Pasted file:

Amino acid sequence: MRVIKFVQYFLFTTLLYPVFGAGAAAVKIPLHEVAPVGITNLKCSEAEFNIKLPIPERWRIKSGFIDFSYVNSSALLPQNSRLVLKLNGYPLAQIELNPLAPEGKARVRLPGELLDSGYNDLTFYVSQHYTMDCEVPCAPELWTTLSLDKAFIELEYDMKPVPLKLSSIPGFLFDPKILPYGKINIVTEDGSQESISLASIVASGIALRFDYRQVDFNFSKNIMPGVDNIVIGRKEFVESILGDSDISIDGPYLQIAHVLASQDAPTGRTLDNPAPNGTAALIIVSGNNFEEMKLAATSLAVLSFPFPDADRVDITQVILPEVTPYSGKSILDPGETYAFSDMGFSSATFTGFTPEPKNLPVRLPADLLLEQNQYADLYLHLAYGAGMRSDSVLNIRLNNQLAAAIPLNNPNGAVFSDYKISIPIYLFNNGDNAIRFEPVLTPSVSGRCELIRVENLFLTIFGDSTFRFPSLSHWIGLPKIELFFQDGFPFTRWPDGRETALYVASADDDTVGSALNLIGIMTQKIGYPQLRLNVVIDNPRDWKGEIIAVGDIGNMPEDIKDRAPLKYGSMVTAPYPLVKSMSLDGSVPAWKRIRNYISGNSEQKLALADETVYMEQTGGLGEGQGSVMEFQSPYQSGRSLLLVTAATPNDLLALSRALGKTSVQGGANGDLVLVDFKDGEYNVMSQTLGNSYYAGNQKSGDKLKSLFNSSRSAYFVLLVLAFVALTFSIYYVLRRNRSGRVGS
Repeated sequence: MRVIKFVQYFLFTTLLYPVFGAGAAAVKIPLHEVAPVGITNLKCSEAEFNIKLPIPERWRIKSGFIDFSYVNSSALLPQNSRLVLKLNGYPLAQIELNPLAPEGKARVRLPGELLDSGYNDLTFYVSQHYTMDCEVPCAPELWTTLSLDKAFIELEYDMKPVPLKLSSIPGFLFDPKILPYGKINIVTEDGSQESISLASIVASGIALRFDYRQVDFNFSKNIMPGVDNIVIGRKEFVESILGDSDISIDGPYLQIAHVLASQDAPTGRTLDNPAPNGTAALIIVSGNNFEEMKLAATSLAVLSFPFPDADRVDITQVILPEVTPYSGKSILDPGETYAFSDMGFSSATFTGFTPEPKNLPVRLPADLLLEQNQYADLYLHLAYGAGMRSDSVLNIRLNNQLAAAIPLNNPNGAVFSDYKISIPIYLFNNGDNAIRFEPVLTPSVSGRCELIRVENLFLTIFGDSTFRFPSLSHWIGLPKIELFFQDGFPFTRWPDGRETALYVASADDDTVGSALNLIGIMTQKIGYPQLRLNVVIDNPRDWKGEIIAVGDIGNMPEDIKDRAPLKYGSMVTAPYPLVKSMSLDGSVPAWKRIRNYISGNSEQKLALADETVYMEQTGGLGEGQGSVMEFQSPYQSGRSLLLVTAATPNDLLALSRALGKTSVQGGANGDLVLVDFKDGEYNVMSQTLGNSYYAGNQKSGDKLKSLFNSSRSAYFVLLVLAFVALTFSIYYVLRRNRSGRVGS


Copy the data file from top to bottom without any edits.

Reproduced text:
Amino acid sequence: MRVIKFVQYFLFTTLLYPVFGAGAAAVKIPLHEVAPVGITNLKCSEAEFNIKLPIPERWRIKSGFIDFSYVNSSALLPQNSRLVLKLNGYPLAQIELNPLAPEGKARVRLPGELLDSGYNDLTFYVSQHYTMDCEVPCAPELWTTLSLDKAFIELEYDMKPVPLKLSSIPGFLFDPKILPYGKINIVTEDGSQESISLASIVASGIALRFDYRQVDFNFSKNIMPGVDNIVIGRKEFVESILGDSDISIDGPYLQIAHVLASQDAPTGRTLDNPAPNGTAALIIVSGNNFEEMKLAATSLAVLSFPFPDADRVDITQVILPEVTPYSGKSILDPGETYAFSDMGFSSATFTGFTPEPKNLPVRLPADLLLEQNQYADLYLHLAYGAGMRSDSVLNIRLNNQLAAAIPLNNPNGAVFSDYKISIPIYLFNNGDNAIRFEPVLTPSVSGRCELIRVENLFLTIFGDSTFRFPSLSHWIGLPKIELFFQDGFPFTRWPDGRETALYVASADDDTVGSALNLIGIMTQKIGYPQLRLNVVIDNPRDWKGEIIAVGDIGNMPEDIKDRAPLKYGSMVTAPYPLVKSMSLDGSVPAWKRIRNYISGNSEQKLALADETVYMEQTGGLGEGQGSVMEFQSPYQSGRSLLLVTAATPNDLLALSRALGKTSVQGGANGDLVLVDFKDGEYNVMSQTLGNSYYAGNQKSGDKLKSLFNSSRSAYFVLLVLAFVALTFSIYYVLRRNRSGRVGS
Repeated sequence: MRVIKFVQYFLFTTLLYPVFGAGAAAVKIPLHEVAPVGITNLKCSEAEFNIKLPIPERWRIKSGFIDFSYVNSSALLPQNSRLVLKLNGYPLAQIELNPLAPEGKARVRLPGELLDSGYNDLTFYVSQHYTMDCEVPCAPELWTTLSLDKAFIELEYDMKPVPLKLSSIPGFLFDPKILPYGKINIVTEDGSQESISLASIVASGIALRFDYRQVDFNFSKNIMPGVDNIVIGRKEFVESILGDSDISIDGPYLQIAHVLASQDAPTGRTLDNPAPNGTAALIIVSGNNFEEMKLAATSLAVLSFPFPDADRVDITQVILPEVTPYSGKSILDPGETYAFSDMGFSSATFTGFTPEPKNLPVRLPADLLLEQNQYADLYLHLAYGAGMRSDSVLNIRLNNQLAAAIPLNNPNGAVFSDYKISIPIYLFNNGDNAIRFEPVLTPSVSGRCELIRVENLFLTIFGDSTFRFPSLSHWIGLPKIELFFQDGFPFTRWPDGRETALYVASADDDTVGSALNLIGIMTQKIGYPQLRLNVVIDNPRDWKGEIIAVGDIGNMPEDIKDRAPLKYGSMVTAPYPLVKSMSLDGSVPAWKRIRNYISGNSEQKLALADETVYMEQTGGLGEGQGSVMEFQSPYQSGRSLLLVTAATPNDLLALSRALGKTSVQGGANGDLVLVDFKDGEYNVMSQTLGNSYYAGNQKSGDKLKSLFNSSRSAYFVLLVLAFVALTFSIYYVLRRNRSGRVGS